My mother's high school graduation photo (I think)
My mother’s high school graduation photo (I think)

I wasn’t entirely wrong. Name a celebrity who hasn’t been mortified by the reappearance of his or her senior picture. Like the driver’s license photo that could double for a mug shot, a senior picture is forever.

My father
My father

I invite anyone reading this blog to post their own senior picture in the comments section. If you went to Wilcox, it’s in my yearbook, but rather than embarrass anyone, I call for volunteers. Any takers?

December 3, 1980

December 3, 1980

 These were heady, exciting days.  The chance to adapt S.E. Hinton’s novel for the screen was the break of a lifetime and I didn’t want to blow it. At my pitch meeting, I impulsively volunteered to return to high school – posing as a student – to determine if contemporary high school cliques resembled those depicted in Hinton’s 1967 novel.

As part of my disguise, I permed my hair to hide my face. Yikes!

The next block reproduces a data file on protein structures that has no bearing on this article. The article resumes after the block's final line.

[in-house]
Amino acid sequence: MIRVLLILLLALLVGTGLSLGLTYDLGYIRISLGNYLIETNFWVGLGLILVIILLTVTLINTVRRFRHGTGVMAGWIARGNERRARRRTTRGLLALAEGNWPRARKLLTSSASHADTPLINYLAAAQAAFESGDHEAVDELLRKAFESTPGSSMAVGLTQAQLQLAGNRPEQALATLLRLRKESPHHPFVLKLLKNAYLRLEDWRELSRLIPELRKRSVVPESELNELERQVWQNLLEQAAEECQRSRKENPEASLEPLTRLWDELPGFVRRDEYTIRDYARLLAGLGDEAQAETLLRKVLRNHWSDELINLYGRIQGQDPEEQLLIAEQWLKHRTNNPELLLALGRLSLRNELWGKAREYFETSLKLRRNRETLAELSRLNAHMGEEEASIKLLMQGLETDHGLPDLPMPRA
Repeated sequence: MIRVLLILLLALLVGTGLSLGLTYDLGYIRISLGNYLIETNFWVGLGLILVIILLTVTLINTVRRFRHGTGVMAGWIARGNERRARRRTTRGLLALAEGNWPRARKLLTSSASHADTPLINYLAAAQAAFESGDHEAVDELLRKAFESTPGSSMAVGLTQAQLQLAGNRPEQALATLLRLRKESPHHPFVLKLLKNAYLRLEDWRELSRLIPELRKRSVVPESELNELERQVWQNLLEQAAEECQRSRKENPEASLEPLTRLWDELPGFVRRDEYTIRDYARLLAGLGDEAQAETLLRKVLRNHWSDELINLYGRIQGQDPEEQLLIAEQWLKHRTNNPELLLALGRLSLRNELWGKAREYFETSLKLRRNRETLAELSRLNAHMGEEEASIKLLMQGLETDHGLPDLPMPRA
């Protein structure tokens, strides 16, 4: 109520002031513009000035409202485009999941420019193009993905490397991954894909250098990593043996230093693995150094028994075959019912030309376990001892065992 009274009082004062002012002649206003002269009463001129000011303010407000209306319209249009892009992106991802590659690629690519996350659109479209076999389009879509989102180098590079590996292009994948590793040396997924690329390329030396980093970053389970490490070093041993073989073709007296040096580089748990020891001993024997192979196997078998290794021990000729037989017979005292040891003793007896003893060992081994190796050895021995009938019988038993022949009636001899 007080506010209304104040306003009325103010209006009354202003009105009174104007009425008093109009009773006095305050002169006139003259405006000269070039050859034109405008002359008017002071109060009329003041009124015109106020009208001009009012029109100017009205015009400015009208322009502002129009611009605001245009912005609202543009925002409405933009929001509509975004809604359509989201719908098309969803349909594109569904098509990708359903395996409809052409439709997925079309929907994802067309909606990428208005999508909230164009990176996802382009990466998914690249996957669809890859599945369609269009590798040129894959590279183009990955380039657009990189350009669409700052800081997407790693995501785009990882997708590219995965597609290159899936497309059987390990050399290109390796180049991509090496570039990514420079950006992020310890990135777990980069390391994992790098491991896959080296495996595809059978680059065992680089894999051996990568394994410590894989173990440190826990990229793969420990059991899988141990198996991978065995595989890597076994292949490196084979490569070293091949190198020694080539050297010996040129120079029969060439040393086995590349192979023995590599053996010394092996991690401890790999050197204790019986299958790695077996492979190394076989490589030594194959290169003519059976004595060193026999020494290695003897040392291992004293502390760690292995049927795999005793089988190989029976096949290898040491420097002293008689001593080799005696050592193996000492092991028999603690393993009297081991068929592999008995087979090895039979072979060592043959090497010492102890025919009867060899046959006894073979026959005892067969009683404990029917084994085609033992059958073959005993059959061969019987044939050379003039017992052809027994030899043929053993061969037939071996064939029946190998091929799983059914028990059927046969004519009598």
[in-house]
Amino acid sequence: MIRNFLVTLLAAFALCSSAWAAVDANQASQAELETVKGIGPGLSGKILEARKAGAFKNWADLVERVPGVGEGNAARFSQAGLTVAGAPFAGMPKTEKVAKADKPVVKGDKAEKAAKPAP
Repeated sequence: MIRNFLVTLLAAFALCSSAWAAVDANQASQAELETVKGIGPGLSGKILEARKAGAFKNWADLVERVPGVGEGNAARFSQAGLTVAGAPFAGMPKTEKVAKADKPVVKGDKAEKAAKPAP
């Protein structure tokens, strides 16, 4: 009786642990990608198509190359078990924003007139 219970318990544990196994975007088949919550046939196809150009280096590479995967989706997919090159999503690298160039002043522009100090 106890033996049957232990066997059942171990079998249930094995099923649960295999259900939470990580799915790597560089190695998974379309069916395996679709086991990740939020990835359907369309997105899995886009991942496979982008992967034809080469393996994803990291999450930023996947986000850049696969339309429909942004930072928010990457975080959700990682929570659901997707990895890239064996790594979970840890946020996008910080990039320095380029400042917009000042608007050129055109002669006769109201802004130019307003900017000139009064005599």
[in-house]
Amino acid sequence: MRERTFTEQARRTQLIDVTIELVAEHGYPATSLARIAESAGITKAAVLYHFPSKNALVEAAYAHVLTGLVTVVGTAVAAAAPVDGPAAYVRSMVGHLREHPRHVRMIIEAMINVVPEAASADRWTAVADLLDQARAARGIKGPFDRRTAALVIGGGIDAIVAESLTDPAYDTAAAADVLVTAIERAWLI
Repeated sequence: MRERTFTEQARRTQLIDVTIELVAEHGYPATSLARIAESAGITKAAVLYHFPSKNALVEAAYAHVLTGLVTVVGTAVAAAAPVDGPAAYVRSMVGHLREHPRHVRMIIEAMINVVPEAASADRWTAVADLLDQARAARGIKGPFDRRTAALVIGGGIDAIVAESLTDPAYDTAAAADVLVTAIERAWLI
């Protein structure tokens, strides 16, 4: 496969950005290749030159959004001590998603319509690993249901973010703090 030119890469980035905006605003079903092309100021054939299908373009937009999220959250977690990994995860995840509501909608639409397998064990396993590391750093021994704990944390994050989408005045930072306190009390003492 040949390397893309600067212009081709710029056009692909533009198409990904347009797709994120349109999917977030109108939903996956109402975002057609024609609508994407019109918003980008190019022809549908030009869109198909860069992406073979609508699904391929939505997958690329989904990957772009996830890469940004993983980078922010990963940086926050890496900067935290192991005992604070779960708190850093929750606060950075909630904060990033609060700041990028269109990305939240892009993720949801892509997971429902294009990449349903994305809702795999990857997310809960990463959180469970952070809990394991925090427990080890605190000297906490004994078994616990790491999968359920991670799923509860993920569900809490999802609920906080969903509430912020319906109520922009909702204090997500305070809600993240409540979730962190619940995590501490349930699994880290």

As part of my disguise, I permed my hair to hide my face. Yikes!

I was a novice at writing as well as posing as somebody I wasn’t. I’d written two spec scripts and an unproduced MOW. Technically, I knew what I was doing; I could perform at a high level in academia but what about the real world, for real stakes?  The story meetings were intimidating. Facing blank pages felt terrifying. Add to that, the pressure to pass for a 17-year-old high school student when I was a 29-year-old married mother.

My high school student disguise
My high school student disguise

Because I was a nobody in a sea of somebodies, there’s no reason Jon Davidson should have recognized me – particularly since I worked all of three months at New World, ostensibly as Roger Corman’s assistant (my title) but actually as the receptionist (harsh reality). Jon was sweet to pretend; it gave my ego a tiny but desperately needed boost.

Real life - if Ren Faire can be considered real life.
Real life – if Ren Faire can be considered real life.

 

November 22, 1970

November 22, 1970

Sharon A

The one-bedroom Sharon and I shared near the VA cemetery was my first apartment but I had years of practice co-existing in small spaces with others. Growing up in a Santa Clara parsonage, then sharing UCLA dorm rooms, taught me a little about compromise but apparently not enough.  Things had been testy between Sharon and me from the start, but it was still devastating when she wanted me gone.